In addition to residing further up the pitch in Conte’s 3-4-3, Hazard is now free to roam the attacking third. Mourinho’s left back of choice, César “Dave” Azpilicueta, typically preferred defending to attacking and did not offer much width going forward. This essentially glued Hazard to the left sideline in order to provide the necessary width and stretch the opposing defense. However, Alonso’s proficiency in advancing into wider attacking areas (notice the heat map below from a typical game for Alonso) offers Hazard the freedom to drift towards the center of the pitch where he is most comfortable.
Hazard is not naturally a wide player and has actually spent much of his career in a fluid “number 10” role for both club and country. While he does not play the “10” in Conte’s tactical system, he has the freedom to occupy this position at any point by cutting or drifting in from the left-side channel. This opportunity to occupy areas closer to goal, as he did for former club team Lille and currently does for Belgium, amplifies Hazard’s already extensive dribbling, playmaking, and goalscoring abilities.
The Chelsea winger is among the most technically skilled dribblers in the world. He is nearly impossible to dispossess due to his remarkably-low center of gravity and an unrivaled ability to keep the ball seemingly glued to his nimble feet.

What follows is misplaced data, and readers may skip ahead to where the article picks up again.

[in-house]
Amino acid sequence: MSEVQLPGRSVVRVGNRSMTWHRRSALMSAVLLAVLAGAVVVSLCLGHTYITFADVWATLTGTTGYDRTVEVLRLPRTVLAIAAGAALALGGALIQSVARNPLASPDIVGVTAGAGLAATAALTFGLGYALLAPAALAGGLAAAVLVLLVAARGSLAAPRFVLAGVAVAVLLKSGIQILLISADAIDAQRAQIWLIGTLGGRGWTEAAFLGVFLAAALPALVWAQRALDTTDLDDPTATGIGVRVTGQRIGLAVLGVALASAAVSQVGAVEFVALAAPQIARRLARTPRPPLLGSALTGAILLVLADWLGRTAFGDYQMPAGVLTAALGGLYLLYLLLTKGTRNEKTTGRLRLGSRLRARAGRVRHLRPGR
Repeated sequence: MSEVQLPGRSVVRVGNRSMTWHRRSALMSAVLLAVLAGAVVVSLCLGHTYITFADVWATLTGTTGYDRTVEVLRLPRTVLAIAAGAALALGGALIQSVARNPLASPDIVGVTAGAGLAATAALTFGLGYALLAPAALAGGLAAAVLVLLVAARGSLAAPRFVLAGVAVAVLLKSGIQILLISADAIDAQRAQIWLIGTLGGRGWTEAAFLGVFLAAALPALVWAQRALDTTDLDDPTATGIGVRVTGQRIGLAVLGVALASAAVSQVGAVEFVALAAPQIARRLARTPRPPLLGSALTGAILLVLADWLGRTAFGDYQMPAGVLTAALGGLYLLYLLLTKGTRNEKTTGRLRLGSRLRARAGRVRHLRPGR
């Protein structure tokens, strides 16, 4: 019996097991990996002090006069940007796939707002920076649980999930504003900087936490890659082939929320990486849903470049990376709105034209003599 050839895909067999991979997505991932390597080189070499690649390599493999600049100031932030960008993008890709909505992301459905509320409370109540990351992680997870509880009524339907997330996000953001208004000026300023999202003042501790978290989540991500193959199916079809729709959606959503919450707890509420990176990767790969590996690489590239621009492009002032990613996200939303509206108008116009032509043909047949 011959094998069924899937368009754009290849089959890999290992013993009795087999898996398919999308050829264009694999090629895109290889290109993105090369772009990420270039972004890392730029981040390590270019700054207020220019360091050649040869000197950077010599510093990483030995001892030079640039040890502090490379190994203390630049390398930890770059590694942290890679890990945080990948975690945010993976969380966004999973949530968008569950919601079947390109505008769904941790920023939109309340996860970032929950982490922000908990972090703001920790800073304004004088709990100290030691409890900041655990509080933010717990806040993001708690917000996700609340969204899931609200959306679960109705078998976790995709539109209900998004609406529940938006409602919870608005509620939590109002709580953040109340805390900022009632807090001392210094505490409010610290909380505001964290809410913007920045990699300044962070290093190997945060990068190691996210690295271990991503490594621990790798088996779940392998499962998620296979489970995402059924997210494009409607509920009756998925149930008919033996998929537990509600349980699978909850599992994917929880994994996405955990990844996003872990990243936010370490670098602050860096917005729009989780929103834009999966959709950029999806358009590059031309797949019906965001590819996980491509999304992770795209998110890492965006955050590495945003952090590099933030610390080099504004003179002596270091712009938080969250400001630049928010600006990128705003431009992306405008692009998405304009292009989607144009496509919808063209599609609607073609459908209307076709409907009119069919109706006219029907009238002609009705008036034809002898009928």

Combine this close-control with Hazard’s willingness to take on defenders and you’re left with a player tailor-made to beat opposing players off the dribble and create space for himself and his teammates. When Hazard cuts in from the left side, it forces a number of opposing players to make important decisions, which leads to many wrong decisions, too.
Initially covered by the right fullback, as Hazard carries the ball towards the middle of the pitch he ventures into “no man’s land” where it is not readily apparent who should mark the marauding winger. This uncertainty between the right fullback, central defenders, and nearby midfielders allows Hazard to continue his migration towards the penalty box. By forcing defenders to confront him and pulling them out of position, Hazard’s movement opens new channels in the defensive line for his teammates to exploit.